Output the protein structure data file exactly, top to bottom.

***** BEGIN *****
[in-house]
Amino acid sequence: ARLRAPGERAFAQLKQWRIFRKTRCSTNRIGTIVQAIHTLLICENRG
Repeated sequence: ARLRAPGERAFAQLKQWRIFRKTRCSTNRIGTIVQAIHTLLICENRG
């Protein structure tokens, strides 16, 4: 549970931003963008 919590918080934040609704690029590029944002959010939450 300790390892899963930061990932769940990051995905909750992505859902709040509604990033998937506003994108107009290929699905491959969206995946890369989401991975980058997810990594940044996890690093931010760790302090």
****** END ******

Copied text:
[in-house]
Amino acid sequence: ARLRAPGERAFAQLKQWRIFRKTRCSTNRIGTIVQAIHTLLICENRG
Repeated sequence: ARLRAPGERAFAQLKQWRIFRKTRCSTNRIGTIVQAIHTLLICENRG
């Protein structure tokens, strides 16, 4: 549970931003963008 919590918080934040609704690029590029944002959010939450 300790390892899963930061990932769940990051995905909750992505859902709040509604990033998937506003994108107009290929699905491959969206995946890369989401991975980058997810990594940044996890690093931010760790302090």